By Roman Kulkewycz
Bunyip resident of six years Helen Kirton celebrated her 100th birthday on 18 December at the Tonimbuk Hall.
All of Helen’s four children, nine grandchildren and seven great-grandchildren were there to help her celebrate.
Daughter Nicki and granddaughter Jodi flew home from London for the occasion, son Ric and grandchildren Jess and Dylan visited from the United States, daughter Michele came from Perth and granddaughter Lara with her two daughters made the trip from Sydney.
Her son Derick and family live locally.
This was the first time that all of Helen s descendants had been together with her at the same time.
Helen Kirton (nee Wheeler) was born in Narrabri, New South Wales, on 18 December 1917.
She had two brothers who were both killed in World War II – one at sea and the other in New Guinea.
Of her two sisters, the youngest died aged eight. Her other remaining sister passed away in 1989.
Helen’s younger years were spent at Narrabri.
She then went to boarding school at Mossvale and on to the University of Sydney where she completed an Arts Degree in 1939.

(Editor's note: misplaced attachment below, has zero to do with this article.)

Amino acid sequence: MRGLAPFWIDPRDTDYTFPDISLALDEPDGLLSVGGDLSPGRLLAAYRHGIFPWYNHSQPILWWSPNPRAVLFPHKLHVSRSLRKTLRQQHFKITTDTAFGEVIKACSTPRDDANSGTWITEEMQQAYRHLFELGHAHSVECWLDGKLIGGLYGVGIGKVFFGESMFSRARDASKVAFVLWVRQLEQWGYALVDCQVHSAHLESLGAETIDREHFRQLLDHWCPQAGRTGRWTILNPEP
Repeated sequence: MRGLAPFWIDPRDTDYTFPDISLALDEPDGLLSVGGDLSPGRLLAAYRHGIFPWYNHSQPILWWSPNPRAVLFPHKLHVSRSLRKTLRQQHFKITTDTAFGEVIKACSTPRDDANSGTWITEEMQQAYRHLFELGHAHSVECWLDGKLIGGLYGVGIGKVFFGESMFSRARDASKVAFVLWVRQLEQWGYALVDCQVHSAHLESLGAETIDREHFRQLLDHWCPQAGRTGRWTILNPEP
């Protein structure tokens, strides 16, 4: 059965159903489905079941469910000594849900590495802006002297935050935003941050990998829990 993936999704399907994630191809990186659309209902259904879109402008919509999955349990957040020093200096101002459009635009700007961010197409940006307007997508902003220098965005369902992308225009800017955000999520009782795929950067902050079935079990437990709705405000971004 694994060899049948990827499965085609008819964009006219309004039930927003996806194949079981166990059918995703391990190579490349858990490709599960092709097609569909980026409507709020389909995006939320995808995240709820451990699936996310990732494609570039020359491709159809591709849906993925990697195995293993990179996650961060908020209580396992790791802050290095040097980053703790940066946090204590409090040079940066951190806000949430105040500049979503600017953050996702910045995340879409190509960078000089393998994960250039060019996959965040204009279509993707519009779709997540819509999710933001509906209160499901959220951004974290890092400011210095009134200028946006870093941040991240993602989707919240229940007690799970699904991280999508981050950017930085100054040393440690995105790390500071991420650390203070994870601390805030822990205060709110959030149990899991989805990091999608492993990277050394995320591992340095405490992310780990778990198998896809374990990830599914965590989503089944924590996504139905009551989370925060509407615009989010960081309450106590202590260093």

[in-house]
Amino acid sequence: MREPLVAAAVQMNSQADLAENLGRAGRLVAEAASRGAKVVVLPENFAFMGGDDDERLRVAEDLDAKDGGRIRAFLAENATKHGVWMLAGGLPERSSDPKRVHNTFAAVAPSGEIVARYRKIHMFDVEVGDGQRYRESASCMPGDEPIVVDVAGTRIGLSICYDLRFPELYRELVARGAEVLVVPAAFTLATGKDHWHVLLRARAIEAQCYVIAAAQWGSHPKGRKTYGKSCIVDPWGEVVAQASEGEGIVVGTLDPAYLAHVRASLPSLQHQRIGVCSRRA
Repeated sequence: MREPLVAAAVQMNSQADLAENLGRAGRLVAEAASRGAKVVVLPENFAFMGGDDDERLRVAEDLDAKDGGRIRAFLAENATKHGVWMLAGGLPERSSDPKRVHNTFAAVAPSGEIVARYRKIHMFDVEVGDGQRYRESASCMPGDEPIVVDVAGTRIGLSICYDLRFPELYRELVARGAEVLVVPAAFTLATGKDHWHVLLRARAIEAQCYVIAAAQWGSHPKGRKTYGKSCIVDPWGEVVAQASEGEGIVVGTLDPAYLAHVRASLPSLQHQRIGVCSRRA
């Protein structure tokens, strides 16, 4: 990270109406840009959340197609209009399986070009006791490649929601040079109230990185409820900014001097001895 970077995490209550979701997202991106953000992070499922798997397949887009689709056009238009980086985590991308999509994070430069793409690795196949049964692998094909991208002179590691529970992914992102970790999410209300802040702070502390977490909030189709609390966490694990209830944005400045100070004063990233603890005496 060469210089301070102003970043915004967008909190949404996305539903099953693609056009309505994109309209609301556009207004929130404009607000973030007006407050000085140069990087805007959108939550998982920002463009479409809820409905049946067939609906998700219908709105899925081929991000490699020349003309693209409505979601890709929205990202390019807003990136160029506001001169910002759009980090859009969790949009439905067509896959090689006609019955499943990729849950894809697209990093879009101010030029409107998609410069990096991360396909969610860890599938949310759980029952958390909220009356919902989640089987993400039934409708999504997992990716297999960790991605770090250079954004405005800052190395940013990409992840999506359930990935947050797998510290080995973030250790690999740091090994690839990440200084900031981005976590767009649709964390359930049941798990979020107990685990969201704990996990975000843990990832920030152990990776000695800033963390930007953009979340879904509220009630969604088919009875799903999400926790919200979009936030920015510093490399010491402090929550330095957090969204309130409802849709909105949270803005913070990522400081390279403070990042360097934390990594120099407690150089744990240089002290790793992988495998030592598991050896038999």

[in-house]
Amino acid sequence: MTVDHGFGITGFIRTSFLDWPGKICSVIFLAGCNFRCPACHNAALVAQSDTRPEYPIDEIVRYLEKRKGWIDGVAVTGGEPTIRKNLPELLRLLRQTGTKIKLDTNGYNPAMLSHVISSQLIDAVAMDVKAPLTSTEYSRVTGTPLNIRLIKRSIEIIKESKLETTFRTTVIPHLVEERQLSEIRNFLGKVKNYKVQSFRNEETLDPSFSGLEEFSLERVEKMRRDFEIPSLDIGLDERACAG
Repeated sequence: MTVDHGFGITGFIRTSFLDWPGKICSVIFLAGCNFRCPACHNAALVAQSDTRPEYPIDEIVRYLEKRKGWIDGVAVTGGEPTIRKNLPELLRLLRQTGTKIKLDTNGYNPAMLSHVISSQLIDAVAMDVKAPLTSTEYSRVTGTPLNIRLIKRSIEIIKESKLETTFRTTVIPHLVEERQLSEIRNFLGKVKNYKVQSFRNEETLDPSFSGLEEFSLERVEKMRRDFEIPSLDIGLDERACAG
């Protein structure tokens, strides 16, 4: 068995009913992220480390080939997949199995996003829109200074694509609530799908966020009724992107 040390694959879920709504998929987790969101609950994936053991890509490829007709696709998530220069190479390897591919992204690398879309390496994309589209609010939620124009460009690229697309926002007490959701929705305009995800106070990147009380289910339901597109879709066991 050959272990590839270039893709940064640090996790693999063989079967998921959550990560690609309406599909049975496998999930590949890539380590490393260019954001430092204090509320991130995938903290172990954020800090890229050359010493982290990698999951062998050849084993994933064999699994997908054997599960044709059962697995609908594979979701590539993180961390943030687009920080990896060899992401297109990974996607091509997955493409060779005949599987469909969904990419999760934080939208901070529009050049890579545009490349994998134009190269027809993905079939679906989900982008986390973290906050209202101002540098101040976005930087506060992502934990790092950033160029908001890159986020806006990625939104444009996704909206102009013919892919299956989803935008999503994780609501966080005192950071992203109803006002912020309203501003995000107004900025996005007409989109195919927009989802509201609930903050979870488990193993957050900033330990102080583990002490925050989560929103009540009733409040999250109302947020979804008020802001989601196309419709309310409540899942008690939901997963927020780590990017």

She has vivid memories of her childhood years – talking to the Swaggies, who were never a problem, sleeping on the veranda and her father’s luxury cars, namely a T Model Ford, a Chandler and an Armstrong Siddeley.
In 1940 she met RAAF Wing Commander Peter Birch, a spitfire pilot and after a short courtship of 10 weeks the couple married.
Following Peter’s death in 1962, Helen married David Kirton who was a grazier.
Sadly, David passed away in 2010.
Some of the significant events of Helen’s life include the birth of her four children and living in Sydney during the war.
She remembers when the Japanese midget submarines entered Sydney Harbour and recalls the family going by sea to the UK in 1955 to live there for a little over two years while Peter was there on exchange with the RAF.
Possibly the most significant event happened when Helen was flicking through the pages of the Melbourne Age and saw a tiny article which read that human WW11 remains were found in New Guinea in the same area that her 23 year old brother James was killed.
Helen made inquiries and found that these unknown bones had been sitting in a war museum for 10 years.
The confirmation these were her brother’s remains helped bring the family closure after many years.
Her other brother died at sea when the boat was attacked and sunk. His remains were never recovered.
In 2010 the Australian Government sponsored Helen, son Derek and daughter Michelle and other family members to attend the funeral of her brother James in New Guinea.
A military nurse and a Padre were part of the official contingent James was buried with full military honours at the Port Moresby (Bomana) War Cemetery.
Nowadays, Helen enjoys embroidery and is a member of a local sewing group.
She also likes watching the tennis and swimming on TV.
Helen said her longevity was due to healthy eating, a positive outlook on life and her two glasses of white wine before dinner each night.